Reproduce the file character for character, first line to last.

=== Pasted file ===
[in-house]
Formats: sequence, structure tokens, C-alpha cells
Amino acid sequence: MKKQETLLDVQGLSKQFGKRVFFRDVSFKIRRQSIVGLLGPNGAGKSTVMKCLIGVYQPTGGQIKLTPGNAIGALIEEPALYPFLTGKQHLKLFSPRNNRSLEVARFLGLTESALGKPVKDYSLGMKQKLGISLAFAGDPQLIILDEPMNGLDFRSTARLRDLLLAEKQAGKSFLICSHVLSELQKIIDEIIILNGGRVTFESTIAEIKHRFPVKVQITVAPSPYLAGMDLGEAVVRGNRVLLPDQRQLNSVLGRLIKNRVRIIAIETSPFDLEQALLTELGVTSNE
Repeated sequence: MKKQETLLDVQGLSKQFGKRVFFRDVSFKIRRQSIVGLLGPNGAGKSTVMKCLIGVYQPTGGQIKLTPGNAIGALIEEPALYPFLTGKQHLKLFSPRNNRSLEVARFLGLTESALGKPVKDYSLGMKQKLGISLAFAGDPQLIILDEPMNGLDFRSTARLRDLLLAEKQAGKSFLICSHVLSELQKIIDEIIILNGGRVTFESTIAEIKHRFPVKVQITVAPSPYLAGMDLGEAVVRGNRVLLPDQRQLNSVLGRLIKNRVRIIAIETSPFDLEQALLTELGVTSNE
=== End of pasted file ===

[in-house]
Formats: sequence, structure tokens, C-alpha cells
Amino acid sequence: MKKQETLLDVQGLSKQFGKRVFFRDVSFKIRRQSIVGLLGPNGAGKSTVMKCLIGVYQPTGGQIKLTPGNAIGALIEEPALYPFLTGKQHLKLFSPRNNRSLEVARFLGLTESALGKPVKDYSLGMKQKLGISLAFAGDPQLIILDEPMNGLDFRSTARLRDLLLAEKQAGKSFLICSHVLSELQKIIDEIIILNGGRVTFESTIAEIKHRFPVKVQITVAPSPYLAGMDLGEAVVRGNRVLLPDQRQLNSVLGRLIKNRVRIIAIETSPFDLEQALLTELGVTSNE
Repeated sequence: MKKQETLLDVQGLSKQFGKRVFFRDVSFKIRRQSIVGLLGPNGAGKSTVMKCLIGVYQPTGGQIKLTPGNAIGALIEEPALYPFLTGKQHLKLFSPRNNRSLEVARFLGLTESALGKPVKDYSLGMKQKLGISLAFAGDPQLIILDEPMNGLDFRSTARLRDLLLAEKQAGKSFLICSHVLSELQKIIDEIIILNGGRVTFESTIAEIKHRFPVKVQITVAPSPYLAGMDLGEAVVRGNRVLLPDQRQLNSVLGRLIKNRVRIIAIETSPFDLEQALLTELGVTSNE